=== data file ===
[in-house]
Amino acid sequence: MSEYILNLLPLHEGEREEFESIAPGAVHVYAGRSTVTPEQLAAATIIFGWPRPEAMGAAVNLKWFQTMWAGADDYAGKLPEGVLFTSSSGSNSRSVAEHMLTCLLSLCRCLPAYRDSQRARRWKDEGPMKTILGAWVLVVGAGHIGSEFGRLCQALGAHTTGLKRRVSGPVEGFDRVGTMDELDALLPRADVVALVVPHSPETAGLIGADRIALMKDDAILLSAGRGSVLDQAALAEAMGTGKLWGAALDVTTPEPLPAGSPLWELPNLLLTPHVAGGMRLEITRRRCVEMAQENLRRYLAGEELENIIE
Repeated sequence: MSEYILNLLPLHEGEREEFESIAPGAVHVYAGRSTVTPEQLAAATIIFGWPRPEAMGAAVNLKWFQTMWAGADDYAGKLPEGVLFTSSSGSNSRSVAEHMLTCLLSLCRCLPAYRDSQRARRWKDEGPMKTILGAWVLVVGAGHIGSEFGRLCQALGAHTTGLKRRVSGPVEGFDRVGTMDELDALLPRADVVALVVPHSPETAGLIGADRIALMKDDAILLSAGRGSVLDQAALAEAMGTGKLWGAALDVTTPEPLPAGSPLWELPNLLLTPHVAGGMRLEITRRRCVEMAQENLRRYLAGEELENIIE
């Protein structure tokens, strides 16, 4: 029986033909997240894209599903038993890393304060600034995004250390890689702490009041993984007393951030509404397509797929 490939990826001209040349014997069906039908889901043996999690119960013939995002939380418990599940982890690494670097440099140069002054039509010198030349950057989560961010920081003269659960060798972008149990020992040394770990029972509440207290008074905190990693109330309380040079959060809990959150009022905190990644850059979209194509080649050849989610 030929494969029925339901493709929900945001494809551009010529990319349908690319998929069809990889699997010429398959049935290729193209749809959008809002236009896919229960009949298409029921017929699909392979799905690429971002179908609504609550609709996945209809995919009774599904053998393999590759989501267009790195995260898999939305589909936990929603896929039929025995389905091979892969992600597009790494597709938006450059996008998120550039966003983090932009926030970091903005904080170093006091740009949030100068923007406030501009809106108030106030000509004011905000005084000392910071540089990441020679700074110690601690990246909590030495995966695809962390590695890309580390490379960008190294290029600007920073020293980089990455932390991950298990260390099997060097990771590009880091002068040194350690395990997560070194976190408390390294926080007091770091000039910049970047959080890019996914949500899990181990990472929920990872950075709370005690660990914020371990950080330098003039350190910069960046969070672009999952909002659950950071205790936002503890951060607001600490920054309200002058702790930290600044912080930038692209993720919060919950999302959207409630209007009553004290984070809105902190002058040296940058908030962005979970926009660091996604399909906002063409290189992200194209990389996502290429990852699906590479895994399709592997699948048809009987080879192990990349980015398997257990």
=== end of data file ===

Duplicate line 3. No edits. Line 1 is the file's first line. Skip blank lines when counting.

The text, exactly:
Repeated sequence: MSEYILNLLPLHEGEREEFESIAPGAVHVYAGRSTVTPEQLAAATIIFGWPRPEAMGAAVNLKWFQTMWAGADDYAGKLPEGVLFTSSSGSNSRSVAEHMLTCLLSLCRCLPAYRDSQRARRWKDEGPMKTILGAWVLVVGAGHIGSEFGRLCQALGAHTTGLKRRVSGPVEGFDRVGTMDELDALLPRADVVALVVPHSPETAGLIGADRIALMKDDAILLSAGRGSVLDQAALAEAMGTGKLWGAALDVTTPEPLPAGSPLWELPNLLLTPHVAGGMRLEITRRRCVEMAQENLRRYLAGEELENIIE